The table for FarCry lets us know that both drivers seem to benefit from dual core processing. The 5.12 driver certainly improves the leap over single core performance, but not all the glory should go to the new dirver. The larger percent increase can be attributed to the game itself benefiting from dual core systesm
|FarCry Percent Increase (Single core to Dual)|
|Catalyst 5.12 (Beta)||12.44||6.95||3.99|
The returns are a little diminshed with 4xAA enabled, but its easy to see that there is still more of a benefit under the 5.12 drivers.
|FarCry 4xAA Percent Increase (Single core to Dual)|
|Catalyst 5.12 (Beta)||7.5||5.7||0.57|
These two tests again show no performance difference or issue.
|Quake 4 Percent Increase (Single core to Dual)|
|Catalyst 5.12 (Beta)||0.27||0||-0.16|
|Quake 4 4xAA Percent Increase (Single core to Dual)|
|Catalyst 5.12 (Beta)||-0.21||0||0|
Battlefield 2 Performance
This is one of the games that ATI says will see the biggest benefit from their new driver. Again, remember that the biggest gain will be at CPU limited resolutions. We should hope that in these test the Catalyst 5.12 beta driver running on the dual core system would perform at the top of the list.
Unfortunately, these first two tests (8x6 and 10x7 with no AA) are the only ones that the 5.12 driver running on a dual core system performs where it should.
Day of Defeat: Source Performance
We found Day of Defeat: Source to be the benchmark that sees the most consistent benefit from the 5.12 driver and dual core. As is plain from the graphs, performance on the dual core system under the 5.12 driver is on top in every test.
This could indicate that Day of Defeat is CPU limited all around and so gets a good boost from the more efficient use of resources. Of course, even under the 5.12 driver the game is still very CPU limited at low resolutions.
FarCry has ended up looking a lot like Day of Defeat. We see that most of the tests are lead by the new driver on a dual core system. The only test that really falls short isn't really a failing. At 1600x1200 with 4xAA all the tests are pretty GPU limited. This game does benefit a little from dual core processors on its own. We can see that in the way the 5.11 dual core test shows a performance increase over the single core test -- without any driver specific optimizations.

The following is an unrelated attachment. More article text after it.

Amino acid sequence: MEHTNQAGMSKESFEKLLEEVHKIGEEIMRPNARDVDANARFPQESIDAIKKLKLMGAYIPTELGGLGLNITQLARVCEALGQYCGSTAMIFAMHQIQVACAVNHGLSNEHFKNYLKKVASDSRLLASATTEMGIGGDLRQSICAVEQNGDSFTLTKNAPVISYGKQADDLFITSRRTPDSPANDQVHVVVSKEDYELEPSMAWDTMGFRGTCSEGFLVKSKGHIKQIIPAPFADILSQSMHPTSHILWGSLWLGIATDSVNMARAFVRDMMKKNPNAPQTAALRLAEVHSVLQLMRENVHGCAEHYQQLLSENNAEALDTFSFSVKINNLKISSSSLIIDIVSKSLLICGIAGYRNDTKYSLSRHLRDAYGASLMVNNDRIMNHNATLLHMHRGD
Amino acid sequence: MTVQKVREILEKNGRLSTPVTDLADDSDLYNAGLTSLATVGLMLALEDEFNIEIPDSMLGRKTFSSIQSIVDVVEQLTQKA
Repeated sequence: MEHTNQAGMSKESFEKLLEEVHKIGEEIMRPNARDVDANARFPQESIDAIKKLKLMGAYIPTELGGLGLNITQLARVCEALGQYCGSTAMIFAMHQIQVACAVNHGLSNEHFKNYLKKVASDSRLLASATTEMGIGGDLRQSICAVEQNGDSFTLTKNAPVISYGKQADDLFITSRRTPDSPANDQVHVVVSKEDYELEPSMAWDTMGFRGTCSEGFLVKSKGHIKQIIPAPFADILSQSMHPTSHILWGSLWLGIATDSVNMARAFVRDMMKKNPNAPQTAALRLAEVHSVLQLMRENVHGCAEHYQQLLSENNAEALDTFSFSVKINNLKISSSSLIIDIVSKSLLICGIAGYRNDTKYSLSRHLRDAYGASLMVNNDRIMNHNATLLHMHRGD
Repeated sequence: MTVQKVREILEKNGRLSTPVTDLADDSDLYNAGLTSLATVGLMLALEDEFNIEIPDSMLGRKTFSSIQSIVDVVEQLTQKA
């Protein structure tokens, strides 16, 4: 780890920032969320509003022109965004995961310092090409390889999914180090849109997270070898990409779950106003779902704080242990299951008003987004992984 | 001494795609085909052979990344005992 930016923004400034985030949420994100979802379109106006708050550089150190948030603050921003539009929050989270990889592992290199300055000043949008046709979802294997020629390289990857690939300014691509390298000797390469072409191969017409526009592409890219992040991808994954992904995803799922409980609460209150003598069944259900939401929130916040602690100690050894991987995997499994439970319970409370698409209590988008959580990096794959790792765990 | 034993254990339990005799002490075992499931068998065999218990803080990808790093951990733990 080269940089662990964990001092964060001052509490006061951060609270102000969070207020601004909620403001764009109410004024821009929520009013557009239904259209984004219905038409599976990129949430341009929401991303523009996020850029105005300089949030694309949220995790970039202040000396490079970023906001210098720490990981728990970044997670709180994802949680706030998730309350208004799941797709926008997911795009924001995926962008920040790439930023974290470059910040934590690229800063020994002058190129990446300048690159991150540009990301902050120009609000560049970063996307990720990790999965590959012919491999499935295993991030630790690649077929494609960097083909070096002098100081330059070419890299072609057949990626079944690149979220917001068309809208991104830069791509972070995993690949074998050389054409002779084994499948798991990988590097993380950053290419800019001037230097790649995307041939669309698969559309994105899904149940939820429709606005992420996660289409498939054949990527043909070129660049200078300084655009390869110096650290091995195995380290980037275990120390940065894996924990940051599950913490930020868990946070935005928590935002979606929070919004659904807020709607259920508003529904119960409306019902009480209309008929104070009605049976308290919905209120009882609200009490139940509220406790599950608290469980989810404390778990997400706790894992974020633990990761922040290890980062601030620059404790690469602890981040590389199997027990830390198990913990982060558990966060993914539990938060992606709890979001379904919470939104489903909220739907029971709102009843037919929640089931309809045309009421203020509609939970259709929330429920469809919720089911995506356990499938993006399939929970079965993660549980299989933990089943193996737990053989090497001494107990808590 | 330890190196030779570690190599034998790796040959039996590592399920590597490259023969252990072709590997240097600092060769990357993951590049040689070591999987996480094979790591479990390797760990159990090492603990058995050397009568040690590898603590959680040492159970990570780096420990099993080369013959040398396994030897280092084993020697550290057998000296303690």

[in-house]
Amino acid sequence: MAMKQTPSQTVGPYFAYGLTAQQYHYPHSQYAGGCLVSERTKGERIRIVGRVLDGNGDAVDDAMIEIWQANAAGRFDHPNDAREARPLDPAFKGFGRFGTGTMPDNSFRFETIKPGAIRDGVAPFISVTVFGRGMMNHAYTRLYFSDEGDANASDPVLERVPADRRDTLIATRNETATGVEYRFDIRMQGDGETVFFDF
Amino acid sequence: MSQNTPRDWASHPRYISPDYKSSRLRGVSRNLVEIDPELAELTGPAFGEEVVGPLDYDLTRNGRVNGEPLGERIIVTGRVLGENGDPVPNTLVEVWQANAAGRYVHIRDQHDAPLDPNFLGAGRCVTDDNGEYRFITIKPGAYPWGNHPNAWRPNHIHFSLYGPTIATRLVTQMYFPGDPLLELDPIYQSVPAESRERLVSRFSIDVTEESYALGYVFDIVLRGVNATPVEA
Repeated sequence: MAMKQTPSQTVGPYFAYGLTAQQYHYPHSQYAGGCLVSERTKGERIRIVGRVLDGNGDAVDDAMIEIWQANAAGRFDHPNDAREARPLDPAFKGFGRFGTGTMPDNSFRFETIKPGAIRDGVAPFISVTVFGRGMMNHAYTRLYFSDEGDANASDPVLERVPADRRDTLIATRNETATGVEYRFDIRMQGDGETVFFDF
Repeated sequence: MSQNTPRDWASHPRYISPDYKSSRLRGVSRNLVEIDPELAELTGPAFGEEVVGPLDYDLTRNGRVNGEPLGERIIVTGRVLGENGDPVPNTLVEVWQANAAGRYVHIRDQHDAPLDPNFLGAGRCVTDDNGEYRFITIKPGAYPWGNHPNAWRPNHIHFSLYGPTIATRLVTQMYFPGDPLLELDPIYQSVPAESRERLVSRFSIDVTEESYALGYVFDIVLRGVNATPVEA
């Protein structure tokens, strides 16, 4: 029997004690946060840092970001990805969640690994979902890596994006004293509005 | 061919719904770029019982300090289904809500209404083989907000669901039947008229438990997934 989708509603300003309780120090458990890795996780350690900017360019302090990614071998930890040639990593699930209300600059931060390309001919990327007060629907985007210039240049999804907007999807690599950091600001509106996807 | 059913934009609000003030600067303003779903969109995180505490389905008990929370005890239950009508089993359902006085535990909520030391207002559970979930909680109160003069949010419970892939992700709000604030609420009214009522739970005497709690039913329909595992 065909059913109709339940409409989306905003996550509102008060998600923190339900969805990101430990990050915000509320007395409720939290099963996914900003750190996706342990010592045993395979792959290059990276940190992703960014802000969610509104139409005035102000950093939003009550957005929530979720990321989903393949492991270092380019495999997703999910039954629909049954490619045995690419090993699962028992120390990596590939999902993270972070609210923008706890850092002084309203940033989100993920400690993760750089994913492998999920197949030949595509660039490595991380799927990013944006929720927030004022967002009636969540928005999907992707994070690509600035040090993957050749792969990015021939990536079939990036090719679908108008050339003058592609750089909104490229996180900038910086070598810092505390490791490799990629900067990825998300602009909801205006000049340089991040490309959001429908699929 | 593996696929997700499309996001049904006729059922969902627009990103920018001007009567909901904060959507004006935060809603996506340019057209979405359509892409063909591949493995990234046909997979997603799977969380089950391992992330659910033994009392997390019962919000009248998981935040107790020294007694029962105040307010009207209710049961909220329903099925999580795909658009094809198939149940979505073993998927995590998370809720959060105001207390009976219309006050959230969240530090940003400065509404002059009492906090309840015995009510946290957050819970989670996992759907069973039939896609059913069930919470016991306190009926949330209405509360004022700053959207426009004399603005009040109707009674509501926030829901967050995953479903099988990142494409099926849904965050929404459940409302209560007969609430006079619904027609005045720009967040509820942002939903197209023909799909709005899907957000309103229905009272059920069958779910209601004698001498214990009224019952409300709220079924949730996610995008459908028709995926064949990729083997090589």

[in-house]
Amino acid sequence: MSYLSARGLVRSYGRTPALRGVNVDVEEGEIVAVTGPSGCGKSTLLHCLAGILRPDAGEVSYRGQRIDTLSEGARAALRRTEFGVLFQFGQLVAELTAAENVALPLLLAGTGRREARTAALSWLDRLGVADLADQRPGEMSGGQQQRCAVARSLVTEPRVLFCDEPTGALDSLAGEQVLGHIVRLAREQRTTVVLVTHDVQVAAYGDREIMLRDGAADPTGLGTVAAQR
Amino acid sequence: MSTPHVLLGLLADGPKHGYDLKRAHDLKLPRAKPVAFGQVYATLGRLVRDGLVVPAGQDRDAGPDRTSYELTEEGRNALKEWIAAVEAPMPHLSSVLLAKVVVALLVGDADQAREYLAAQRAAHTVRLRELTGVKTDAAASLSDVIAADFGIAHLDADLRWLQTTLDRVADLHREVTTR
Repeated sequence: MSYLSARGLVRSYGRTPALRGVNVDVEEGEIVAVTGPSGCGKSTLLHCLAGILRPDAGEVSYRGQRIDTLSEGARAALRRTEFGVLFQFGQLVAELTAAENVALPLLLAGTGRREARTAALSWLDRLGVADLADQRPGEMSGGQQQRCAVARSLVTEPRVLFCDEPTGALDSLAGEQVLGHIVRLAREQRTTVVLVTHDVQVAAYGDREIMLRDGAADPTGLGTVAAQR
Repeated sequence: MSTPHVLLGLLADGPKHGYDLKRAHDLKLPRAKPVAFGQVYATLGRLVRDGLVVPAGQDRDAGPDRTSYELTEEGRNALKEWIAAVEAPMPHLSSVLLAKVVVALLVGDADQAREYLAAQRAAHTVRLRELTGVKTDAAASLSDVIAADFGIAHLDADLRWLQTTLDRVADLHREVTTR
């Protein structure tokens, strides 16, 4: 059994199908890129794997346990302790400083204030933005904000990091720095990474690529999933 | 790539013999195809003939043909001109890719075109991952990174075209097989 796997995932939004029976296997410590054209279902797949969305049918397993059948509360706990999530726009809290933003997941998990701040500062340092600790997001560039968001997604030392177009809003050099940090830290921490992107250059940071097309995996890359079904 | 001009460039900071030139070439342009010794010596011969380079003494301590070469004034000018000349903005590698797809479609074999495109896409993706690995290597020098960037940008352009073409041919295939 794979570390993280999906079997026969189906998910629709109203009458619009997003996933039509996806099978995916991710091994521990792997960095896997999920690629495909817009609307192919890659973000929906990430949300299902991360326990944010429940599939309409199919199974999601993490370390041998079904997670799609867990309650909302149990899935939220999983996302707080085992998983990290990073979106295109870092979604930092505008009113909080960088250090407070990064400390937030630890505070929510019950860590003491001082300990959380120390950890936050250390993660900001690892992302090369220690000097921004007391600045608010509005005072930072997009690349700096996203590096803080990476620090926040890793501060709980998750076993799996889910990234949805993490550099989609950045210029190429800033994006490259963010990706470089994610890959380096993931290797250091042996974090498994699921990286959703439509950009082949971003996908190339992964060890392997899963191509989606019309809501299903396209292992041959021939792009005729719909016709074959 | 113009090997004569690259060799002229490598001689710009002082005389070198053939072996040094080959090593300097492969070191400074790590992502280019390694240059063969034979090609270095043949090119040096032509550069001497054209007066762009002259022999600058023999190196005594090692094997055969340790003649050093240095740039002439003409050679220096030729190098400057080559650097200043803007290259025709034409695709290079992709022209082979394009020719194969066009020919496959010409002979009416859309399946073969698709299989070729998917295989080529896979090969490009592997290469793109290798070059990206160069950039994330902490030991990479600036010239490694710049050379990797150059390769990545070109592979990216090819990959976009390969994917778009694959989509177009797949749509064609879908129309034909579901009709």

Quake 4 Performance
Really, there is unfortunately little to report here. It doesn't look like this test benefits at all from the updated driver. This leads us to wonder if OpenGL games benefit from it at all. We will definitely add another OpenGL test to our next review in order to find out.
For a quick overview:
* Day of Defeat showed that the new (non-public) beta 5.12 driver offers a small but consistent lead in each resolution and setting we tested.
* FarCry shows solid performance gains from dual core even without the driver enhancements (though the 5.12 driver does add a little performance of its own). At 16x12 w/ 4xAA the performance gain becomes negligible.
* Battlefield 2 shows none of the AA modes performing as well with 5.12 as with 5.11, and only the 800x600 mode shows a performance gain worth writing home about.
* Quake 4 shows no significant gains or losses due to the 5.12 driver or dual core.
The quick and dirty assumptions we can make are that Day of Defeat and FarCry have the most to gain from additional CPU performance here. It seems the way the new driver does AA is not as efficient in Battlefield 2. We will also venture a guess that ATI has not focused on optimizing their OpenGL support for dual core. Every other game showed some sign of significant improvement at 800x600, but Quake 4 didn't gain anything from the new driver. Of course, we will have to do more testing to really solidify our guess about OpenGL, and adding a few more games to our analysis will definitely be a good thing.
We are in the midst of testing the driver on older ATI hardware, midrange and low end parts, Intel dual core CPUs, and more. It's going to take us a little while to get this done, but hopefully this quick look is enough to tide everyone over and give us a good idea of what's going on.
Our conclusion after these brief tests is that the new driver is a good first step in the right direction, but that the benefit to end users is minimal at best at this stage. The real benefit will come in when game developers start working on parallelizing their code as much as possible. With FarCry we've seen that it can have an impact on performance, and, like we said, every little bit adds up.